A Railroad with Relevance

Train Room Paint Ready

Written By: Alan - Dec• 21•10

This post is a bit overdue but to keep the chronology correct here goes anyway.

The train room is ready for paint finally! All of the drywall and joint compound work is complete and the cleanup finished. My lovely and painting talented wife has begun to work her magic with the brushes and rollers.

An interesting learning throughout the basement drywall project has been an opportunity to work with several different brands of PVA drywall primer. We have gone through several 5 gallon buckets. Each time we purchased a different brand. For the train room we purchased Behr brand. Once it has been used I will create a new post that will offer our opinion of each of the brands. For now I will only say there is quite a difference from brand to brand.

A decision that looms large is the wall color. At the moment Behr 540C-2 Serene Sky looks like the choice. I want the walls to look like sky yet I don’t want an overpowering blue that would get old real fast.


You can follow any responses to this entry through the RSS 2.0 feed. You can skip to the end and leave a response. Pinging is currently not allowed.


  1. Flashwave says:

    Hello! Hope all is well for the Holidays! on colors, I kinda wish ththere was one in bteen the Seren Sky and the Sea Rover, for personal preference. the Serene Sky looks like a slightly hazy day, the Rover more of a bright Summer, but I agree it might well get old. I think the Serene Sky will be better suited if any clouds you do are faint, a brighter white cloud and bigger might well be as overpowering to that background as the Sea Rover, but that would NEED a thicker cloud to stand out from the blue.

  2. Alan says:

    Flashwave, great to hear from you. Hope you had a Merry Christmas and wishing you a safe and happy New Year.

    I am reluctant to paint on clouds. If we should want to sell the house it would mean repainting the entire room plus I fear I do not have the necessary skills to make them look convincing. Even with the accomplished modelers I see so many less than desirable examples of clouds. So I decided to go with a cloudless day. Serene Sky is pretty close to the sky color on a cloudless day near the horizon here in Michigan.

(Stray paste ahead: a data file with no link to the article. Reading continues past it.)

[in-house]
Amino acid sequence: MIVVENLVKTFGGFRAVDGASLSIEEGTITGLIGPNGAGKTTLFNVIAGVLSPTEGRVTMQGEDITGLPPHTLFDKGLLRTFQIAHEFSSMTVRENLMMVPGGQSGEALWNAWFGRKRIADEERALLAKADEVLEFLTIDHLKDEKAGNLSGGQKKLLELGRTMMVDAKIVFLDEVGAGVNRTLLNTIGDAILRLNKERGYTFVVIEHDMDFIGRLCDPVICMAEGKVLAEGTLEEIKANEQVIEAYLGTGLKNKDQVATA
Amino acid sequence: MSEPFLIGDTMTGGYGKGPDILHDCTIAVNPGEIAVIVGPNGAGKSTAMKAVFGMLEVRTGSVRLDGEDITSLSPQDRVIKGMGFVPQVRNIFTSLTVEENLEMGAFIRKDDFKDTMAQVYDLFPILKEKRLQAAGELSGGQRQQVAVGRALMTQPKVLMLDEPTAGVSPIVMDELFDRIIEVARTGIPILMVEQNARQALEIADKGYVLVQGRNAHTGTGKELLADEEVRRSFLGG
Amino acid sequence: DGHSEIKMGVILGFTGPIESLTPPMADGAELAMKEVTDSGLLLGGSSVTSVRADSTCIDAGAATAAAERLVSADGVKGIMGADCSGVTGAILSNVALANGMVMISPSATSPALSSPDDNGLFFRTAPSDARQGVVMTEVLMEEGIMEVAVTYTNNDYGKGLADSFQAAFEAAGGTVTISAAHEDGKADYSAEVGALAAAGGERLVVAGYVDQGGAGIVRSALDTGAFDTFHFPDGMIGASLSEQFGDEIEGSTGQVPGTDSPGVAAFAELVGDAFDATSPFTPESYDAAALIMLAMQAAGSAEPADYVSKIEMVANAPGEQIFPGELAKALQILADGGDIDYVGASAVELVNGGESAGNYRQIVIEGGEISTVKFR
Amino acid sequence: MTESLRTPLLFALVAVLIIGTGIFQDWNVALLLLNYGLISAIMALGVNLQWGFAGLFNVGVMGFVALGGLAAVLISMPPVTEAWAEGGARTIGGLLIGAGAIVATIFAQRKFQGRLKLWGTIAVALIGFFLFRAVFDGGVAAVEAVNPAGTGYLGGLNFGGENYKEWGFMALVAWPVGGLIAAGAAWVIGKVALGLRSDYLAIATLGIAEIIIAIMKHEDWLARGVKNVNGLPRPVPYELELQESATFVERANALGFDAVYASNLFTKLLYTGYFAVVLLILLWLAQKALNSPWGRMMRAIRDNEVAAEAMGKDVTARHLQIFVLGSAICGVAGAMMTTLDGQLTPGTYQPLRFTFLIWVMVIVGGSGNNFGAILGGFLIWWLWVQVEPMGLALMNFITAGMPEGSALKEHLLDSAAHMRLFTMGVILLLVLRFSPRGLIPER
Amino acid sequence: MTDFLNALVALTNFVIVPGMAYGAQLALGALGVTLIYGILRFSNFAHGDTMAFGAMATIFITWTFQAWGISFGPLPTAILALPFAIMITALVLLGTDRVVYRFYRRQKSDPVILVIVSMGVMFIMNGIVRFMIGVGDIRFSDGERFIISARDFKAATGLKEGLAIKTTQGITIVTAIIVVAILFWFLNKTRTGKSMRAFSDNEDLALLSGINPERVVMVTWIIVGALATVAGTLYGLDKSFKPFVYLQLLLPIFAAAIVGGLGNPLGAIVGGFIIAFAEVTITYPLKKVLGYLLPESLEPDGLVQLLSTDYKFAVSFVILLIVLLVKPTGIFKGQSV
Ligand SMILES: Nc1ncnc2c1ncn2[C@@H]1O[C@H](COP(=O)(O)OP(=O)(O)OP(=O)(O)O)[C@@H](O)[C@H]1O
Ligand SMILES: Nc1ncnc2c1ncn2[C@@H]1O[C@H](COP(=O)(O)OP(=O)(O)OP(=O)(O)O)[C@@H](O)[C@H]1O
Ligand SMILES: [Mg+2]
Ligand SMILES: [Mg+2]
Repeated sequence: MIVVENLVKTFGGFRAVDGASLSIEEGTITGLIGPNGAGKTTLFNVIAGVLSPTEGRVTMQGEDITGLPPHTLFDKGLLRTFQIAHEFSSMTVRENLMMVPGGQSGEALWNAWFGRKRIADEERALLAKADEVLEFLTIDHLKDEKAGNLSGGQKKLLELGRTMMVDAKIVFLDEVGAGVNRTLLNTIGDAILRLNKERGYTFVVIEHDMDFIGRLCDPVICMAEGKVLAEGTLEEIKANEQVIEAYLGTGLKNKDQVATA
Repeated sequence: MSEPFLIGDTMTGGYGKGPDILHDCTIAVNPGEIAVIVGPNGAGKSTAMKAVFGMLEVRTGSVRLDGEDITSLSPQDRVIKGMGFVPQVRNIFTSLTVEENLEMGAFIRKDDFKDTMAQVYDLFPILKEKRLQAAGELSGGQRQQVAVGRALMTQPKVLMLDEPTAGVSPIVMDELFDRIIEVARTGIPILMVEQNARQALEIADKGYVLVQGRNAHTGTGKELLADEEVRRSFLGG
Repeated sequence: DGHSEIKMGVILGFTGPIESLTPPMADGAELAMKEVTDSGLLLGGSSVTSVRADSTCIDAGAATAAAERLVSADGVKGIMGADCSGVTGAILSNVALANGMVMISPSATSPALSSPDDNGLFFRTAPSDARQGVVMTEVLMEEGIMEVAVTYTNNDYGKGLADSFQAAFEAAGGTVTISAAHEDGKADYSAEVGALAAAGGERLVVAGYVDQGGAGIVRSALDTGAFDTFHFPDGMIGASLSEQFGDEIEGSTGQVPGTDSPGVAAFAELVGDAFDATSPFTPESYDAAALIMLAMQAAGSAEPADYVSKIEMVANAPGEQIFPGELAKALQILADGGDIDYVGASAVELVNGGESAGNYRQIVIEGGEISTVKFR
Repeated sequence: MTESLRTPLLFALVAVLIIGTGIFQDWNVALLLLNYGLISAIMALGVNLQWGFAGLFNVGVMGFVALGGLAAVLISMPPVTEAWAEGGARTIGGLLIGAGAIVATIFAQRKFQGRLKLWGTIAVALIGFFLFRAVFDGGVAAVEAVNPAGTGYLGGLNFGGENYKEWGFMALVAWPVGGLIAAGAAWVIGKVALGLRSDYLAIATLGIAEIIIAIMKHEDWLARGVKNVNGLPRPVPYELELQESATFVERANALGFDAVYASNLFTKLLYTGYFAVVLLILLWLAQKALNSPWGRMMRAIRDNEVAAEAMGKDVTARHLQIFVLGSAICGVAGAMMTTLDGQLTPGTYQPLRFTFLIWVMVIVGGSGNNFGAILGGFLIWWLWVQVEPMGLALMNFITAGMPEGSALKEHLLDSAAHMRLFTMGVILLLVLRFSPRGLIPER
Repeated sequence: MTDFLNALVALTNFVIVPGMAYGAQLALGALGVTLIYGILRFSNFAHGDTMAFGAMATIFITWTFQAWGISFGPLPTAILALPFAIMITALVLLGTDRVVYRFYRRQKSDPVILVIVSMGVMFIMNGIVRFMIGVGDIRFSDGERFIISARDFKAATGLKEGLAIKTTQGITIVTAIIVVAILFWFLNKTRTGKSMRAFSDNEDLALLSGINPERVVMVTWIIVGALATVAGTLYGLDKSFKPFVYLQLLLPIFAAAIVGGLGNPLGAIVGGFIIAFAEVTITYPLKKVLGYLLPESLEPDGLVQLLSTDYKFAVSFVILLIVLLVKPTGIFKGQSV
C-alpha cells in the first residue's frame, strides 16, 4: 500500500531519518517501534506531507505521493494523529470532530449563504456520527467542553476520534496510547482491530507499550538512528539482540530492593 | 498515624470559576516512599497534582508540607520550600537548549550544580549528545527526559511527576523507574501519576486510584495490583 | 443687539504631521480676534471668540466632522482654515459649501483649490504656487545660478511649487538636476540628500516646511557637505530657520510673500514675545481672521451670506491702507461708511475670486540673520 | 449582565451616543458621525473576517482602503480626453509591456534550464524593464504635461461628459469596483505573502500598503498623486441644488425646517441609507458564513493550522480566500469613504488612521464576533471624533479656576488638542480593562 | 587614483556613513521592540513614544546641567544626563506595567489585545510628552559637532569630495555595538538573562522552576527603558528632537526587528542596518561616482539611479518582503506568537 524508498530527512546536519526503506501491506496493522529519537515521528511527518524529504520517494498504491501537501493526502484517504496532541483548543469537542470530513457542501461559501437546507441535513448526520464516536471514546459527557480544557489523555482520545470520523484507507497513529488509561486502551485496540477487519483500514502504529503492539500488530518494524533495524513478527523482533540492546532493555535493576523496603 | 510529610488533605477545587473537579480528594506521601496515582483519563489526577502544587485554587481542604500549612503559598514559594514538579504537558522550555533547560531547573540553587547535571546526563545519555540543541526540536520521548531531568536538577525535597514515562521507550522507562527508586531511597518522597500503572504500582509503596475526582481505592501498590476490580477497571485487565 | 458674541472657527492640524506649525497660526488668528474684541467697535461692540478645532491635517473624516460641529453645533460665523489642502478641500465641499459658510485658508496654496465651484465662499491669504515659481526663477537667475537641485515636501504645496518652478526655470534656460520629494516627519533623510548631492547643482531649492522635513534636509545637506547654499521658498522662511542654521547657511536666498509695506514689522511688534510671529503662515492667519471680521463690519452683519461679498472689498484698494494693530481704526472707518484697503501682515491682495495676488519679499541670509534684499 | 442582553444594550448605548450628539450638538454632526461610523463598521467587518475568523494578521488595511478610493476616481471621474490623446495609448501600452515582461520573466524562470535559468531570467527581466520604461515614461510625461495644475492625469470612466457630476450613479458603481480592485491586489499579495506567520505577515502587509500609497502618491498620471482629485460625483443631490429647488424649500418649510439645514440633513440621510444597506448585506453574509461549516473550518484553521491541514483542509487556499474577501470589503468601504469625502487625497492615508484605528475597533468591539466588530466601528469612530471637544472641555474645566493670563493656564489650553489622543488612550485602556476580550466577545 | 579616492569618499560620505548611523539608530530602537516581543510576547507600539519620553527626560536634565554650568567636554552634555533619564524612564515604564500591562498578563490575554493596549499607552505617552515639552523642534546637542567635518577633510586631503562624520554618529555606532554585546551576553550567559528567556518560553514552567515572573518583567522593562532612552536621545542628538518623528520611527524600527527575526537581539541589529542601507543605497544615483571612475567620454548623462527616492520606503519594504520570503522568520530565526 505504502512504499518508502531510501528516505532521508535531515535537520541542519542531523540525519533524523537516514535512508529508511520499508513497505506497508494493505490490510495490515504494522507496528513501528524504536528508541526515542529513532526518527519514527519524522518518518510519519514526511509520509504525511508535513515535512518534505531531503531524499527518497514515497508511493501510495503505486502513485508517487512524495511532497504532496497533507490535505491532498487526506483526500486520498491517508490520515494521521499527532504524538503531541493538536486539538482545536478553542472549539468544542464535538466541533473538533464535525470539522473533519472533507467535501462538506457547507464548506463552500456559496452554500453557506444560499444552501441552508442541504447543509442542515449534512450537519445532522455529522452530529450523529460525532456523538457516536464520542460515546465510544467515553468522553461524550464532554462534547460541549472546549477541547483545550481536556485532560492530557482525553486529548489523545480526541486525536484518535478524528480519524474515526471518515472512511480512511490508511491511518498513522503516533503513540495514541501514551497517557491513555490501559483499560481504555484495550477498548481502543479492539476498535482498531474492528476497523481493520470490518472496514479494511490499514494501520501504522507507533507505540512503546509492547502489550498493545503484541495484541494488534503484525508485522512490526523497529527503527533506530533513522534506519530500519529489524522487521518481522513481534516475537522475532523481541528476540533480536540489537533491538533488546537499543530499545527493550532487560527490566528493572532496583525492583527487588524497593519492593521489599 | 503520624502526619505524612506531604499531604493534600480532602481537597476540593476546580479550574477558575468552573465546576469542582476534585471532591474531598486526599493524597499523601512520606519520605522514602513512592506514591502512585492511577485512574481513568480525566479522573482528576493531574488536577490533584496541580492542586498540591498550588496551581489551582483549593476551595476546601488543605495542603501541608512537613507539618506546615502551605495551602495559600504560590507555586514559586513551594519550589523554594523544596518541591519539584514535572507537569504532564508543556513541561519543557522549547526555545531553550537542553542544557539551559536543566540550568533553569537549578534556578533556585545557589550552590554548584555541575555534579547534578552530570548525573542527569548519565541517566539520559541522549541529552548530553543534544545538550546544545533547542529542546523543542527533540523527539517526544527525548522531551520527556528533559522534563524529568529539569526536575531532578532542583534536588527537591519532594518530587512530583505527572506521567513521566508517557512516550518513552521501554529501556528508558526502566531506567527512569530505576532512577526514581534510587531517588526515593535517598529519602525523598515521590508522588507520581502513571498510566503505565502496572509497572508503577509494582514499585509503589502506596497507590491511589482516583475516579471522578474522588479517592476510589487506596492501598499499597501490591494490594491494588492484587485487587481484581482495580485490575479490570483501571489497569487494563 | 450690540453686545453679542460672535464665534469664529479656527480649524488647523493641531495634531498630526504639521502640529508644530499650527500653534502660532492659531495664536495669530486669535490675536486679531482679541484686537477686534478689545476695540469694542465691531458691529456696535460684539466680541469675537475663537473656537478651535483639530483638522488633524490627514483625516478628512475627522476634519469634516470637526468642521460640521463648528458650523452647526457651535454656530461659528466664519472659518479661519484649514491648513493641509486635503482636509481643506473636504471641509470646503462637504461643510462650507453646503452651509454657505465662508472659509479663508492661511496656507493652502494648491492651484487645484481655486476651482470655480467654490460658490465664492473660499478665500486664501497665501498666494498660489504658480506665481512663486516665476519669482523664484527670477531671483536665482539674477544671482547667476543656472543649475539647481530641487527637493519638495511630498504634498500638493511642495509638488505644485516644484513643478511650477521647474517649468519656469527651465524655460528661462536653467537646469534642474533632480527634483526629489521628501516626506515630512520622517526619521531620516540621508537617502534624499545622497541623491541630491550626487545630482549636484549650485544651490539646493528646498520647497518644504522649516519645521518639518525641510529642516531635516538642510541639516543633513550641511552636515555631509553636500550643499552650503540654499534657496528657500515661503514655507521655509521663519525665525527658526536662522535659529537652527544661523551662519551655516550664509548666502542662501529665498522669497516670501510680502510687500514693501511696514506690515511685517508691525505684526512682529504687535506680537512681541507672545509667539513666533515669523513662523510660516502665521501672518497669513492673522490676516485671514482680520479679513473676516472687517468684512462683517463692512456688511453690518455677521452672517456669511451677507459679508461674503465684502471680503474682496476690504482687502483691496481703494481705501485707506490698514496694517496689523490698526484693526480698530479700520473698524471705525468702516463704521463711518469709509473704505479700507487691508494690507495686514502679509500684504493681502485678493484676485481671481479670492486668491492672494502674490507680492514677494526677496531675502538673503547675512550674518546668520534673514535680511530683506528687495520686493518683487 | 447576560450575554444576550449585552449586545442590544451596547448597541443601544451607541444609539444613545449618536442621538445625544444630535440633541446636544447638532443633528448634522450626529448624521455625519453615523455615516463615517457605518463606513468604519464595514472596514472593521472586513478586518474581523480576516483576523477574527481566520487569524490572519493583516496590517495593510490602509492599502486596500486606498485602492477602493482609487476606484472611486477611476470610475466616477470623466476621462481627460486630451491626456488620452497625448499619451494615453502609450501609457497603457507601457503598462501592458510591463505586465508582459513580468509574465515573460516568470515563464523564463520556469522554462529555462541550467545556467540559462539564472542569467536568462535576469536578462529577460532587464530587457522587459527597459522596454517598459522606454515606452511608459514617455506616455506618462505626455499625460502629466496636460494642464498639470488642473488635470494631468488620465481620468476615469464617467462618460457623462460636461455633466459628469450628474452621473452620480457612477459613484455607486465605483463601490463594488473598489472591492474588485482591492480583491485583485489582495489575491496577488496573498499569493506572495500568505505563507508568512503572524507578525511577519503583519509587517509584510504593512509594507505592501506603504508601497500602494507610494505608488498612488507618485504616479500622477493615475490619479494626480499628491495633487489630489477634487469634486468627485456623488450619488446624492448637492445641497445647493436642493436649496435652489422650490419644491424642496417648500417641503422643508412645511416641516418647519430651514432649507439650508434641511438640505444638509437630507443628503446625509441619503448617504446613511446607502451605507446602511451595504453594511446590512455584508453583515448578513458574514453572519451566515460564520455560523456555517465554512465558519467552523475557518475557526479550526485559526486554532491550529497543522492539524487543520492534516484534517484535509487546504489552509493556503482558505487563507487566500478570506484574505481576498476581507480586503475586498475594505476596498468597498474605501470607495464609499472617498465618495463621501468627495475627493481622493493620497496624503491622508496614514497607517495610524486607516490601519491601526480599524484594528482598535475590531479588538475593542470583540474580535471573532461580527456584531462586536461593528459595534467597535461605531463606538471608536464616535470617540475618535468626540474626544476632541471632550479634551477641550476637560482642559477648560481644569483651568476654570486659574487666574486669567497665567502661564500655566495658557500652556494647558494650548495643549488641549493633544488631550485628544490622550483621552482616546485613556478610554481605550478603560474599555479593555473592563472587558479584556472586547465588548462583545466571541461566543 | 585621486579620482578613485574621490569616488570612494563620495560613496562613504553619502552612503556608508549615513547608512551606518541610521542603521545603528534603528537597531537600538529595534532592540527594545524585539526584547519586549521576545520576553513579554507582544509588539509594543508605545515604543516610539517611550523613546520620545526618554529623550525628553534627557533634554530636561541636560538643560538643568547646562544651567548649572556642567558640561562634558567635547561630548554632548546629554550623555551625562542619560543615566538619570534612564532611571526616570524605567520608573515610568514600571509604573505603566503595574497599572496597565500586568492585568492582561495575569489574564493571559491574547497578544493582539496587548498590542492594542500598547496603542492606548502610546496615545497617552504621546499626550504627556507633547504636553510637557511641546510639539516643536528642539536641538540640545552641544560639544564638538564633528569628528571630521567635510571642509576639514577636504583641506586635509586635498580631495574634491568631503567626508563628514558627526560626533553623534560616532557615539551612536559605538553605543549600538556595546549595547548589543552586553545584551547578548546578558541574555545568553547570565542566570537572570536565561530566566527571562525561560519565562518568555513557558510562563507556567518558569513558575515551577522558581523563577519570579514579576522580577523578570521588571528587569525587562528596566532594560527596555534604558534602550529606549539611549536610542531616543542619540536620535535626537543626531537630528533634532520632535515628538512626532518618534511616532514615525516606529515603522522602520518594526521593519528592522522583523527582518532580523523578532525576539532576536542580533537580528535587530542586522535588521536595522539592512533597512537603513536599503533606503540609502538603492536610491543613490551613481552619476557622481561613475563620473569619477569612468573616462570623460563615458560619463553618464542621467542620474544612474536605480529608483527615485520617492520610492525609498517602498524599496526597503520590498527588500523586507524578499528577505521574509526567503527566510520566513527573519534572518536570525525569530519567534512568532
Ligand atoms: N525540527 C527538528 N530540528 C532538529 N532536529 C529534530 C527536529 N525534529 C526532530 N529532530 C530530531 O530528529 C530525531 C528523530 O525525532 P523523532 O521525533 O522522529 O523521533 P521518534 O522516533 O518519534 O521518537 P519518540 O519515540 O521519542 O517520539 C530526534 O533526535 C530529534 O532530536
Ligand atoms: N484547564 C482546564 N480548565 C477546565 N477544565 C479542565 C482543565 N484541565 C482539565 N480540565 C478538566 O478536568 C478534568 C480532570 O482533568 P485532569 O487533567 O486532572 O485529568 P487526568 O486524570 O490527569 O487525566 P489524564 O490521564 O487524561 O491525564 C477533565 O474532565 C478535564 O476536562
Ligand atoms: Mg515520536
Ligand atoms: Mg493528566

3. Gerhard says:

    Nice chronicle of your construction, you certainly get right in there and get the job done, nicely too.
    On the color, remember that a wall-full will always be *much* more intense than the color chip would lead you to believe. I would go for the lighter color.
    I haven’t heard any mention of finishing the ceiling. You will be much happier in the long run if dirt is not sifting down from the open floor joists onto your railroad. Any plans? You can Search the MR forum for “ceiling:” and get all kinds of opinions, as usual.
    Good luck, and happy new year!

  4. Alan says:

    Too late Gerhard, there is a 5 gal bucket of Serene Sky sitting in the basement. I think the color rendition of the color card on some monitors is off a bit. I don’t think there is a fear of the color being too *much* although I know exactly what you mean. It is a good point. We shall soon find out.

  5. Gerhard says:

    And your plans for the ceiling?

  6. Alan says:

    Stumped. Window proximity to top of wall means no drop ceiling. 8′ basement not enough height for a drop anyway, in my opinion. Plumbing means no drywall ceiling. Sub-floor and joists are sealed at the moment to prevent wood dust from falling but doesn’t do anything about appearance. Got any ideas?

  7. Gerhard says:

    Some quotes I’ve collected:
    Drop ceilings are MUCH more expensive than a traditional drywall ceiling, and don’t generally last as long (and collect dirt of their own). You don’t need to access every single inch of piping in your basement, just the junctions. Add access panels at those spots, and a drywall ceiling will be fine. – Ray Breyer, orsonroy – 4/05
    I did one in my layout room for the first time. I purchased it at Menards. It’s not your typical drop with the rails and wire. This one is plastic runners and tracks that screw right up to the joists. It actually gives you an inch or so more than a traditional drop. I know three other guys who also did one. It’s really quite easy, no level involved. And I used 2×2 tiles. The only tricky part was the recessed lighting. But once I did a few of those, it was easier. I’m very happy with it, although a little pricey. – Big Iron – 1/08
    If you have a plumbing trap projecting below the ceiling, see if it can be changed to a drum trap (if not already) instead of the traditional “P” trap. The invert on the drum trap will save 2-1/2 – 3″. Only downside is the remaining outflow pipe will need to be reset (raised) for the new elevated pitch. Drum traps are used to carry waste on long horizontal runs within a bay so the trap could remain within the framing and not protrude. – Bob K., bogp40 – 3/09

  8. Gerhard says:

    One More (although I don’t have the original quote)
    For minimum cost and dimension, staple some white plastic sheeting (Tyvex might work, too) to the underside of the joists – will contain the dust, make a nice white reflective surface to improve lighting, and can easily be cut into and replaced piecewise if access is required.

Leave a Reply

Your email address will not be published. Required fields are marked *

This site uses Akismet to reduce spam. Learn how your comment data is processed.